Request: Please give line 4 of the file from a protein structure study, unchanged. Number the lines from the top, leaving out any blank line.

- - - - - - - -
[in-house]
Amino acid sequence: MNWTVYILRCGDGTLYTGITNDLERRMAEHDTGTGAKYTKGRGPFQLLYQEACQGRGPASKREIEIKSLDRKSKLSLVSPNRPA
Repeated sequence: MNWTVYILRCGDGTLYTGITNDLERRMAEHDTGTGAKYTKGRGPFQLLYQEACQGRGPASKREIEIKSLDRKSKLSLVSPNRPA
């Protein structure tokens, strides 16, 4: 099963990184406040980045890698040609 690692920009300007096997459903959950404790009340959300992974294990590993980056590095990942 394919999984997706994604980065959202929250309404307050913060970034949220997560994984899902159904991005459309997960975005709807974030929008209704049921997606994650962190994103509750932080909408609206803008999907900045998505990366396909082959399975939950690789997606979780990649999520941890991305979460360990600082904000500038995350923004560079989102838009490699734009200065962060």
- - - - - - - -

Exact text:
């Protein structure tokens, strides 16, 4: 099963990184406040980045890698040609 690692920009300007096997459903959950404790009340959300992974294990590993980056590095990942 394919999984997706994604980065959202929250309404307050913060970034949220997560994984899902159904991005459309997960975005709807974030929008209704049921997606994650962190994103509750932080909408609206803008999907900045998505990366396909082959399975939950690789997606979780990649999520941890991305979460360990600082904000500038995350923004560079989102838009490699734009200065962060």